Skip to main content
  • Research note
  • Open access
  • Published:

Magnitude of metabolic syndrome and its associated factors among patients with type 2 diabetes mellitus in Ayder Comprehensive Specialized Hospital, Tigray, Ethiopia: a cross sectional study



The objective of this study was to assess magnitude of metabolic syndrome and its associated factors among type 2 diabetes mellitus patients in Ayder Comprehensive Specialized Hospital. A hospital based cross sectional study design was used. Binary logistic regression model was used.


A total of 419 respondents (208 males and 211 females) were enrolled; the mean age was 56.39 (SD 10.18), 51.1% of the respondents had metabolic syndrome according to international diabetes federation. Sex and age were statistically associated with metabolic syndrome with [AOR (95% CI) 1.93 (1.057, 3.533) and 1.04 (1.012, 1.072)] respectively. Regular physical exercise, overweight and obesity were statistically associated with metabolic syndrome with [AOR (95% CI) 1.84 (1.002, 3.362), 2.68 (1.518, 4.747) and 3.55 (1.254, 10.074)] respectively. To conclude, Magnitude of metabolic syndrome was high. The associated factors for metabolic syndrome are physical inactivity, inadequate intake of fruits, family history, overweight, and obesity.


Metabolic syndrome was defined by, WHO, NCEP ATP III and IDF etc. National cholesterol education program’s adult treatment panel III (NCEPATP III) defines metabolic syndrome as having three or more of the five risk factors: raised fasting plasma glucose, high blood pressure, abdominal obesity, low HDL, and/or raised plasma triglyceride [1]. The world health organization (WHO) defines metabolic syndrome as insulin resistance [impaired glucose tolerance (IGT) or diabetes] to be present for the diagnosis to be made. In addition to insulin resistance, at least two other components must also be present: obesity, hypertension, dyslipidemia and/or micro albuminuria [2].

Because of the study patients are type 2 DM, we select IDF criteria to define MetS. This is particularly evident for the risk of type 2 DM, which is apparent at much lower levels of obesity in Asians compared to Europeans. The IDF, having recognized the difficulties in identifying unified criteria for MetS that were applicable across all ethnicities, has proposed a new set of criteria with ethnic/racial specific cut-offs and IDF states that because of the limited data in Sub-Saharan Africa including Ethiopia, they should use European criteria [3].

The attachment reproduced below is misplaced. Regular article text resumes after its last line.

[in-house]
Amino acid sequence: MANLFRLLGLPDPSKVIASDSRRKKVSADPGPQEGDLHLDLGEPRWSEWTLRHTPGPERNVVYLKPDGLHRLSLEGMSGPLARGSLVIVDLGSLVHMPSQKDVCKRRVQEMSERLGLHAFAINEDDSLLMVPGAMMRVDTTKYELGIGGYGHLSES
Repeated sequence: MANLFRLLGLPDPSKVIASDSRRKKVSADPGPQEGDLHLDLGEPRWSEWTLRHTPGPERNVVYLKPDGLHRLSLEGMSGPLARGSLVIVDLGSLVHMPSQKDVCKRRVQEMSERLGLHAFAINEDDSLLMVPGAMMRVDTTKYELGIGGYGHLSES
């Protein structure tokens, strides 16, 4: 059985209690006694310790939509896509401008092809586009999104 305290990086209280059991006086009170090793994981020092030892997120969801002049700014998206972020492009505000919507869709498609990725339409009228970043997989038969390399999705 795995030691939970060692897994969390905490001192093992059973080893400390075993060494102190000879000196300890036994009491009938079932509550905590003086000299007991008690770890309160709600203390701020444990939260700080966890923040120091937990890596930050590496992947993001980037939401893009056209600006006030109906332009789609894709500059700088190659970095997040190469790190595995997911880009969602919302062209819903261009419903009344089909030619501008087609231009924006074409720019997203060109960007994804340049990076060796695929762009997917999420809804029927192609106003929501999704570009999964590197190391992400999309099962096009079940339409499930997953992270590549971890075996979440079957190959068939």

According to the new international diabetes federation (IDF) definition, metabolic syndrome is defined as central obesity (defined by waist circumference) plus any two of the four risk factors: raised triglyceride, low high density lipoprotein (HDL) cholesterol, raised blood pressure and/or raised fasting plasma glucose level. Metabolic syndrome is a complex disorder which leads type 2 diabetes patients and cardiovascular disease (CVD) to be a twin global epidemic problem [4].

About 70–80% of diabetes mellitus (DM) [5] and 20–25% of adult population in the world is estimated to have metabolic syndrome and they are two times as likely to die from and three-fold as likely to have a heart attack or stroke as compared to without the syndrome. Besides, metabolic syndrome has five times increased risk of acquiring type 2 diabetes mellitus [6]. Consumption of calorie-dense foods, sedentary lifestyle, and tobacco consumption are considered as potential risk factors for MetS [7]. In Ethiopia, the prevalence of metabolic syndrome among type 2 diabetes mellitus according to NCEP on (ATP) III was 45.9% [8].

There is limited data on metabolic syndrome in Ethiopia and in the horn of Africa at large. Therefore, this study is helpful to the development of life style modification, control and management of the metabolic syndrome. Finally, this will bring non-communicable disease in general and metabolic syndrome in particular into the clinical area, and research agenda.

Main text

Methods and patients

Study setting and period

A hospital based cross section study design was conducted in Ayder Comprehensive Specialized Hospital (ACSH) from February to June 2018. ACSH is found in Mekelle the capital city of Tigray region northern of Ethiopia. Mekelle is located around 780 km north of the Ethiopian capital city Addis Ababa. The study participants were previously diagnosed/known type 2 DM patients. DM clinic is served for about 500 type 2 DM patients per month that is estimated from the average of the last 6 months report.

Study design: A hospital based cross section study design.